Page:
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Bellflower USD ‘Contract Drivers’ Broke Laws, Used Drugs, Union Leaders Claim

By Tammye McDuff

A powerful school employee group blasted members of the Bellflower Unified School District Board of Education this past week claiming that independent, non-school district employees working as school bus drivers are directly placing students in danger on a daily basis. Hews Media Group-Community Newspaper has been told that one outside contract worker was detained after cocaine was found in his vehicle. The California School Employees Association brought a list of grievances to the Bellflower Unified School Districts regular Board of Education meeting held on July 17 in which they claim to have documented serious misconduct cases.

Hews Media Group-Community Newspaper held an exclusive interview with Donald Lockwood, Labor Relations Representative and Diane St. Clare, President of Bellflower CSEA Chapter 32 to discuss their allegations. The interview lasted nearly two hours. Lockwood and St. Clare claim that 340 part time employees are not paid enough to afford healthcare and the Board is not willing to negotiate, and that they have been ignoring their concerns.​ Many union members have been working for BUSD for numerous years and HMG-CN have been told that many outside “contract” drivers have not been given criminal background checks.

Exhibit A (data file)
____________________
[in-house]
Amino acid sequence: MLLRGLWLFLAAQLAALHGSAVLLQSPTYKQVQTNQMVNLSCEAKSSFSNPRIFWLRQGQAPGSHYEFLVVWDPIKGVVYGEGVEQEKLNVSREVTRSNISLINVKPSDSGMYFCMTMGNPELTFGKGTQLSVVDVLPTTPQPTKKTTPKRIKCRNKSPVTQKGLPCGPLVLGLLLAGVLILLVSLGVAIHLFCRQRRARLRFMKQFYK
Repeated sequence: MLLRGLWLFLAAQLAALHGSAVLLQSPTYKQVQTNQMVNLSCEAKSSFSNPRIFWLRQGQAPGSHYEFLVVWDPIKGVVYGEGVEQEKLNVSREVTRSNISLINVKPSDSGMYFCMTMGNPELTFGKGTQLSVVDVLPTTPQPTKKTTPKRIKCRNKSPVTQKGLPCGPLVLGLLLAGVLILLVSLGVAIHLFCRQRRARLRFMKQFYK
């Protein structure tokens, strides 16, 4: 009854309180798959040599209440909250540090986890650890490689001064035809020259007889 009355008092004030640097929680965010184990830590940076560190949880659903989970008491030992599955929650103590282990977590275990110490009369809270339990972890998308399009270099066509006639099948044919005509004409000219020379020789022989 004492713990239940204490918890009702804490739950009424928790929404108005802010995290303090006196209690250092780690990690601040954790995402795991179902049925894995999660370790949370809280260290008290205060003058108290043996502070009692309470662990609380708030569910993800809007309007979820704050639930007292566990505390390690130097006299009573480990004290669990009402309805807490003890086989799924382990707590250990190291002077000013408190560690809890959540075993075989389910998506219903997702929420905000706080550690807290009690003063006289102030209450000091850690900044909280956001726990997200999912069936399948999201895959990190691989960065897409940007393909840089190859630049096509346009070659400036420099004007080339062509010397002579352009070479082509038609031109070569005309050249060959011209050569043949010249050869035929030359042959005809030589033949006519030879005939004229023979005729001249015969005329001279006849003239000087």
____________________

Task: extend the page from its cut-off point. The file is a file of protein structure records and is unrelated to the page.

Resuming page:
They are claiming that these contract drivers are picking up students near smoke shops, in front of liquor stores, as well as in front of other “non-authorized” areas. It is being claimed that students missed school while contract drivers were under examination only to discover some had prior felony and misdemeanor convictions. Other infractions include civil rights violations against students of color and against handicapped and special education students. Lockwood told HMG that the District is contracting out transportation of school-aged children and that full time employees are being laid off in order to “hire out” for the contract services.

When asked why the District was continuing this outside hiring practice, Lockwood responded, “That is the question of the day. “To lay off an employee of a school district, under the law, it has to be for lack of work or lack of funds. Because the District is contracting these services out, there is no lack of work and with the new local control funding that went into place this year, there is no lack of funds.

We don’t understand why the District is in favor of these layoffs,” Lockwood adds. According to Lockwood, the District claims that union employees are not honest, that buses are being parked and time cards padded; the District also claims that there is an excess of sick days where substitutes have to be hired. Lockwood also stated that the District declares it should not have to “protect people from themselves.”  She added that the District did not see the benefit in disciplining those drivers that are not compliant with employee standards, and that “the few are dictating the actions of the many,” and the District would “rather not deal with it,” thus allowing the contract drivers to be hired. Notice was given regarding layoffs in February of 2014, with the action going into effect June 2014. In accordance with EdCode 45103 to contract out work it clearly states, “